Education Reform in the UAE: An Investigation of Teachers' Views of Change and Factors Impeding Change in Ras Al Khaimah Schools
A number of educational reforms were initiated in the United Arab Emirates (UAE) in 2006. Abu Dhabi spearheaded these reforms by setting up the Public Private Partnership (PPP) School Improvement Project in 2006. In cooperation with the Abu Dhabi Education Council (ADEC), the Ministry of Education (MOE) engaged private education providers to share international best practices and improve the quality of teaching and learning in schools across the emirate of Abu Dhabi (Thorne, 2011). In 2007, Dubai launched Madares Al Ghad (Schools of Tomorrow) in collaboration with the MOE, and forty- four schools across the Emirates were targeted for training, professional development, and reform (Farah & Ridge, 2009). The primary goal was a move from rote learning to learner-centered education by employing a new curriculum, assessment framework, and teaching methodology.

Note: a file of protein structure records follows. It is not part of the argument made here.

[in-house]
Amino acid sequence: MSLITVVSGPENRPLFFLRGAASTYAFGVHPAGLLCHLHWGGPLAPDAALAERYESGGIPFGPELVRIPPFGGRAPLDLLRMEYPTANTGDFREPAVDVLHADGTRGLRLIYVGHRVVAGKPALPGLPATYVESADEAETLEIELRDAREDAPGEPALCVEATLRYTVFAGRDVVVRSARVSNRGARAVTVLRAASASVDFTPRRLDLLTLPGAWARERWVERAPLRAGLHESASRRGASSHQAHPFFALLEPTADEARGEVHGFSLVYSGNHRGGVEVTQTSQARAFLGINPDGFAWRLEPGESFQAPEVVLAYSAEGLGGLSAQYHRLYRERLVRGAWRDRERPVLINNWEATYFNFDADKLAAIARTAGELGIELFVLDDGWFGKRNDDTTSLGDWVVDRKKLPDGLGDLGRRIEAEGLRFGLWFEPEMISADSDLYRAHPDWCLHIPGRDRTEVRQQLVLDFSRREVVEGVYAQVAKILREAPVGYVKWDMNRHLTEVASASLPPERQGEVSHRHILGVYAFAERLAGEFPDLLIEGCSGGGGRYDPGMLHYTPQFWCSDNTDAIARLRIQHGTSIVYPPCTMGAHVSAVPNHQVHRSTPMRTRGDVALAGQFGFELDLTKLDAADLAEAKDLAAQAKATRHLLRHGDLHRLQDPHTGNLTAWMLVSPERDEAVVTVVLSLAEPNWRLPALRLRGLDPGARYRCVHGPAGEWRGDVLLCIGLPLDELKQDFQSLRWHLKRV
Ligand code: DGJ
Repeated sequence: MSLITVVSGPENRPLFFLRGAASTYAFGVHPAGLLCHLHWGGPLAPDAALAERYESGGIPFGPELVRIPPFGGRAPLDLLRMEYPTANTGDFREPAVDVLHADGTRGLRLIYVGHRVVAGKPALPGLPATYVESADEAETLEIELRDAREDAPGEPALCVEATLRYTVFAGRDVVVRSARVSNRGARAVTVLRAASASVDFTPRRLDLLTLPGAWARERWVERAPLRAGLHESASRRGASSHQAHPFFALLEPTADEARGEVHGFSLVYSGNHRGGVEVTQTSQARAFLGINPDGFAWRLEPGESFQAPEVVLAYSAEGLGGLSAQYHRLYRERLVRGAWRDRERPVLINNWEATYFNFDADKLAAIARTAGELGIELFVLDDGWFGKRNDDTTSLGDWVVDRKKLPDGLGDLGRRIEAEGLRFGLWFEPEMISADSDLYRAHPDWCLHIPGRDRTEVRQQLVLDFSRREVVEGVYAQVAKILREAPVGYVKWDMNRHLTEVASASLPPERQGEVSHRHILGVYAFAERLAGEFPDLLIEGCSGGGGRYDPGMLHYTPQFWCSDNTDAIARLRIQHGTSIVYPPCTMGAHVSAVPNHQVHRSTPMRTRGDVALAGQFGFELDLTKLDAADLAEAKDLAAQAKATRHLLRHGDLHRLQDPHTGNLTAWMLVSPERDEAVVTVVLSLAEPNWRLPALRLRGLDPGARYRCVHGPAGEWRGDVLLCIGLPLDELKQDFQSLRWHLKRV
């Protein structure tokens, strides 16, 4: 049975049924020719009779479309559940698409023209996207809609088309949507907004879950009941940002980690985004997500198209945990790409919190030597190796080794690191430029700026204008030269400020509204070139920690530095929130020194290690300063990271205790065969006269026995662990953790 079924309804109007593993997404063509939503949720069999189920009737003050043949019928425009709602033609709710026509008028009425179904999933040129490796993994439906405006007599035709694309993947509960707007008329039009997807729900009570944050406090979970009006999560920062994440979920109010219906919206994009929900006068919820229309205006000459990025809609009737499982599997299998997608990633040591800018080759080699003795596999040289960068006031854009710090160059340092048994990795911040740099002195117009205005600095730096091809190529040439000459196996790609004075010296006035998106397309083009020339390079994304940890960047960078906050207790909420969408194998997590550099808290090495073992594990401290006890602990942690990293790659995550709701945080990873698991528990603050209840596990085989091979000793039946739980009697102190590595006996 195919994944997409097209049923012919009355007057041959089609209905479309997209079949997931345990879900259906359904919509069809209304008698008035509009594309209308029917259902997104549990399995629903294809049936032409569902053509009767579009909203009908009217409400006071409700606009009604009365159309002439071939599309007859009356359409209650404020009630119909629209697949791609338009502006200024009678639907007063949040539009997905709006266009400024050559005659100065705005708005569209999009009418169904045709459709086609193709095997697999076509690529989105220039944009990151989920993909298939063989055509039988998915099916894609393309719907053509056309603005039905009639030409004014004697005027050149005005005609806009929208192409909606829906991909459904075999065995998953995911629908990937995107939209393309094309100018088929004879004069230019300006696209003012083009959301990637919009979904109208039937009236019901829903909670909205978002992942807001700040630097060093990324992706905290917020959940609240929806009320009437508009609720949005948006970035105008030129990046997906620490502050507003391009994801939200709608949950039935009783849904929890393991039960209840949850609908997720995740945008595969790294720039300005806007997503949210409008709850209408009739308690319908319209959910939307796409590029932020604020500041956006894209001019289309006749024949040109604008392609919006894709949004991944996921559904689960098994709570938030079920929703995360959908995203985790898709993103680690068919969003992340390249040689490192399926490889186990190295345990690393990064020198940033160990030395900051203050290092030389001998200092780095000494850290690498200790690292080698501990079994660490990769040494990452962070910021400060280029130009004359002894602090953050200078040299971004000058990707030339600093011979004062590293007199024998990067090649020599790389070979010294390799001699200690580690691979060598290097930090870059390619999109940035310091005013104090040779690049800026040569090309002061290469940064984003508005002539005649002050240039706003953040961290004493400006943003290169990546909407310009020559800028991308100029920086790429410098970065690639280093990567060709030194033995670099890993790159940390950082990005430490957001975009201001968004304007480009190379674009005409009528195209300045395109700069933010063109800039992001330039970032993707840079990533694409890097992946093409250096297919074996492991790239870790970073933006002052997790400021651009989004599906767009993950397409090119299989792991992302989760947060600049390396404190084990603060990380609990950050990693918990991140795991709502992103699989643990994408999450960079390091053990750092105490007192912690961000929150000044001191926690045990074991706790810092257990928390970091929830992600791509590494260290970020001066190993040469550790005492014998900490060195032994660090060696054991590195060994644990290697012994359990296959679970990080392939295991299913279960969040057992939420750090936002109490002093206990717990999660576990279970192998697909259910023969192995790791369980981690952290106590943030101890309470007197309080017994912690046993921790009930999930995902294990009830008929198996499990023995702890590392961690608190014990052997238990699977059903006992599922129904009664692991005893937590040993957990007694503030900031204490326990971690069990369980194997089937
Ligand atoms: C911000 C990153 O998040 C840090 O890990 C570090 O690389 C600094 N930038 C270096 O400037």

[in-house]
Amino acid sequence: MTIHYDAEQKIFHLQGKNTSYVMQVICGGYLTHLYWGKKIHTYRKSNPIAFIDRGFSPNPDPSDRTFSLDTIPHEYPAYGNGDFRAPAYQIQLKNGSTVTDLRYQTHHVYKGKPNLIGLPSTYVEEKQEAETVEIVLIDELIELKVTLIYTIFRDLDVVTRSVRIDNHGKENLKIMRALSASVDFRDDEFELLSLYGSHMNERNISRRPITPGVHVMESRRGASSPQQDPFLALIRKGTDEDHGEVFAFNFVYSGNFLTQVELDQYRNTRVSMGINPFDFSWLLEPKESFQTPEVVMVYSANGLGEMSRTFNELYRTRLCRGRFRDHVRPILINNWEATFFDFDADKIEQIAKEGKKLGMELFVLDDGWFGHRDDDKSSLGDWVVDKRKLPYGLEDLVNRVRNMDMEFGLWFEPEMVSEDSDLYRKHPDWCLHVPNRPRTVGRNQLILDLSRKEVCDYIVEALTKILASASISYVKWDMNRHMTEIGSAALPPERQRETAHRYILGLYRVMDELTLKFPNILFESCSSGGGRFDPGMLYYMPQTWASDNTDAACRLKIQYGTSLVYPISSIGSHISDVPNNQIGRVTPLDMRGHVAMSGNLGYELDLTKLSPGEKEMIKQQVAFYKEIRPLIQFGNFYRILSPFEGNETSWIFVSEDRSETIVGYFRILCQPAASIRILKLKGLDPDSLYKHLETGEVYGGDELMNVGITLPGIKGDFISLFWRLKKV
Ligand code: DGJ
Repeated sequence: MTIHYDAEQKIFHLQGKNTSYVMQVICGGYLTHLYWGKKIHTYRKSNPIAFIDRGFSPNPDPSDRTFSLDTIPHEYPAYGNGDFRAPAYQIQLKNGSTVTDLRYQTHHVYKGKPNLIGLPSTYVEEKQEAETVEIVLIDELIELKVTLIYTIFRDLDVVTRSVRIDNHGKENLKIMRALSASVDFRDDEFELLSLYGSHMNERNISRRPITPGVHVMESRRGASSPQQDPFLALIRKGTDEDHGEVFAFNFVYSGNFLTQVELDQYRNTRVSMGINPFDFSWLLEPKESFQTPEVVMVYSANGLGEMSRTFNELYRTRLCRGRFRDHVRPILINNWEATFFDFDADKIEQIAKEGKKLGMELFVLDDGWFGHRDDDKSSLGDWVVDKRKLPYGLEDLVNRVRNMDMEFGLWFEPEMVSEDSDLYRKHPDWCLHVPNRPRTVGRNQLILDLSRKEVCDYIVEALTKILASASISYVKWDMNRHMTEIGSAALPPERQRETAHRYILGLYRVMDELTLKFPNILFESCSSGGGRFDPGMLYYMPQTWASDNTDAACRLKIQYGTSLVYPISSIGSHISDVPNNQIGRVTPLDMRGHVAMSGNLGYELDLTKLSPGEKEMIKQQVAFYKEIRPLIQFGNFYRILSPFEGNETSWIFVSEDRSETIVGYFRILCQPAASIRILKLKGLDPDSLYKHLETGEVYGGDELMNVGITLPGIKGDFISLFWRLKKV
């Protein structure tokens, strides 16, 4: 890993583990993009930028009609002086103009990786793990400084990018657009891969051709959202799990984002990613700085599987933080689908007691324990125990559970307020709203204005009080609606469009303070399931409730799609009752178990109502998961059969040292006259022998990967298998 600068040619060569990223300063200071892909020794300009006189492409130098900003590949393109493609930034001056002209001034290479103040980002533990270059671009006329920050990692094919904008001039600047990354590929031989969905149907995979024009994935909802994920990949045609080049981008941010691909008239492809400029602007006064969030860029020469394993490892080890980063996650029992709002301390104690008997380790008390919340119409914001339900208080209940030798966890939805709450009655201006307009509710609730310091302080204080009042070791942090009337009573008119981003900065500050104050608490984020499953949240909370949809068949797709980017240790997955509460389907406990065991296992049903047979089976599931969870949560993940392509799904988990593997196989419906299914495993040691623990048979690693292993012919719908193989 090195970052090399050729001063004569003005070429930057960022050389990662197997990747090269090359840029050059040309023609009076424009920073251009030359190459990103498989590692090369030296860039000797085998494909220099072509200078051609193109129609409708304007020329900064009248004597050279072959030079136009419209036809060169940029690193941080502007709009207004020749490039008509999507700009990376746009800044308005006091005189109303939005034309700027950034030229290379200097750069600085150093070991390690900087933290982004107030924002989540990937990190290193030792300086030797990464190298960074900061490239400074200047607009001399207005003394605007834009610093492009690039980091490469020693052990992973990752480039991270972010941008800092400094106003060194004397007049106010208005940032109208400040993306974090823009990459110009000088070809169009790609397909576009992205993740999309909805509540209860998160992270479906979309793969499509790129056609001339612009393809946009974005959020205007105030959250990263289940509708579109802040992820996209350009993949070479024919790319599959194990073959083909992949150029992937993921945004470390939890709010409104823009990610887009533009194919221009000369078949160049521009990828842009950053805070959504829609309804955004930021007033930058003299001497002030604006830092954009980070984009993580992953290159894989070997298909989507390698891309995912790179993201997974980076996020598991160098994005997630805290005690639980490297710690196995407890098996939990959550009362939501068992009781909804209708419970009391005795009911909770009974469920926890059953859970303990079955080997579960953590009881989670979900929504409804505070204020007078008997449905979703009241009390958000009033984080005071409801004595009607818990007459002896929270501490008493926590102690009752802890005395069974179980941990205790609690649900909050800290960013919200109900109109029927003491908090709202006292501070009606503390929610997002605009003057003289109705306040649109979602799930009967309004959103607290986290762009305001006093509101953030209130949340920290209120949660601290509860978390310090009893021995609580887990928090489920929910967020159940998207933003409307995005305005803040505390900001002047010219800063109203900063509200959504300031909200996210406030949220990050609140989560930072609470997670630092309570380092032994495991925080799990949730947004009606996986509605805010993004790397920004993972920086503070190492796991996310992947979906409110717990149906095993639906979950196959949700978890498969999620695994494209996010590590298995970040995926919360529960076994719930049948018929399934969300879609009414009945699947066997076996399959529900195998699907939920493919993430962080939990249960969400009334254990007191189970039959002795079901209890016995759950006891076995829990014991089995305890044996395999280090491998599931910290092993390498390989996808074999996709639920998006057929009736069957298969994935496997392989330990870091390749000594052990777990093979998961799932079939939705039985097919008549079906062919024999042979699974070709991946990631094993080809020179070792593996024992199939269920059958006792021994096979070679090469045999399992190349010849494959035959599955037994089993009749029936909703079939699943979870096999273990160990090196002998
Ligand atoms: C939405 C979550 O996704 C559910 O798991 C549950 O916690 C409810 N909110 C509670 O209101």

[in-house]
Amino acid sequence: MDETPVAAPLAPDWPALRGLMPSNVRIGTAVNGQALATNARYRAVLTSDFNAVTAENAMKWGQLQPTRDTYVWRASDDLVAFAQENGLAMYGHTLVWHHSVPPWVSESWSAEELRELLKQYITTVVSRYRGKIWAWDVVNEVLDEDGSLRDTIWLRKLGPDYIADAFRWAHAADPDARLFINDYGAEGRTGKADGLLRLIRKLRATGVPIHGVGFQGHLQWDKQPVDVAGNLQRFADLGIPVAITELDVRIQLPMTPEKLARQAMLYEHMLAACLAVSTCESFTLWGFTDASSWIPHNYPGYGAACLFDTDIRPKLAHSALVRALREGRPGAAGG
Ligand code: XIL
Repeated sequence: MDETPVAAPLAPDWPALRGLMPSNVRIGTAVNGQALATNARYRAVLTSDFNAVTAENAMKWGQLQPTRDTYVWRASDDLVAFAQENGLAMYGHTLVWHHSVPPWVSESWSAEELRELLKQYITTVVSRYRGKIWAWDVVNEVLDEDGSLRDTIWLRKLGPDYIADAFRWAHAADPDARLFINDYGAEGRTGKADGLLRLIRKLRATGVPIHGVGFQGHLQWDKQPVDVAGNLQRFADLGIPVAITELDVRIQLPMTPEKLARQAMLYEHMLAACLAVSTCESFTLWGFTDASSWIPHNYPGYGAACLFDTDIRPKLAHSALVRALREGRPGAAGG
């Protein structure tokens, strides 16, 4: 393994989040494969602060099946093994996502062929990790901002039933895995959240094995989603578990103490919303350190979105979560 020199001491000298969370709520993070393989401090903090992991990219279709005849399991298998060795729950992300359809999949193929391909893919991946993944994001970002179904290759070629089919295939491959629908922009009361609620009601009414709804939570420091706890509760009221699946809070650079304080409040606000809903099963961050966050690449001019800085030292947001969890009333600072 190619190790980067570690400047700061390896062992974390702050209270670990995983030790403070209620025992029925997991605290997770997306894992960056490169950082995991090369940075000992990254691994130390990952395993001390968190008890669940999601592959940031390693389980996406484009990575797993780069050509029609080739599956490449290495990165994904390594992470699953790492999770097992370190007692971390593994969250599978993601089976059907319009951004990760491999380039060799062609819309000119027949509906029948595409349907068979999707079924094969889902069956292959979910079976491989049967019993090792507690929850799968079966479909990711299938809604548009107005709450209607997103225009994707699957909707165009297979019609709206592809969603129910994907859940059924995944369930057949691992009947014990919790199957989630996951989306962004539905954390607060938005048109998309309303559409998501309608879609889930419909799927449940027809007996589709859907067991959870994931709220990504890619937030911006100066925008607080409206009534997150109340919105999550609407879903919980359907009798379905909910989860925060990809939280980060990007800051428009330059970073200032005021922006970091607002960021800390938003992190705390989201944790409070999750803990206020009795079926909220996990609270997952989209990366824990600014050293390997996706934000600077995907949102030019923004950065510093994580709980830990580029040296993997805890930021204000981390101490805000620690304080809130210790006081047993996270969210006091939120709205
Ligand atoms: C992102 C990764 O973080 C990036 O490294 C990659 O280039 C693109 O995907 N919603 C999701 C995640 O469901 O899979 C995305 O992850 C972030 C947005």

In Phase 1 of the study, 96 teachers from middle and secondary state girls’ schools were interviewed and surveyed about their beliefs regarding educational reforms in Ras Al Khaimah. Out of the teachers interviewed, 72 were Emirati and 24 were of non-Emirati Arab nationality. Based on the results from Phase 1, relevant themes were identified for further investigation in Phase 2. The second phase used structured interviews to explore the views of a smaller sample of 20 teachers in greater depth. The results revealed a general consensus that the reforms were largely positive, but some of the teachers were critical of how they were being implemented. A thematic map outlining the issues raised by the teachers in relation to the reforms was produced, and recommendations were given to the Education Zone based on these findings.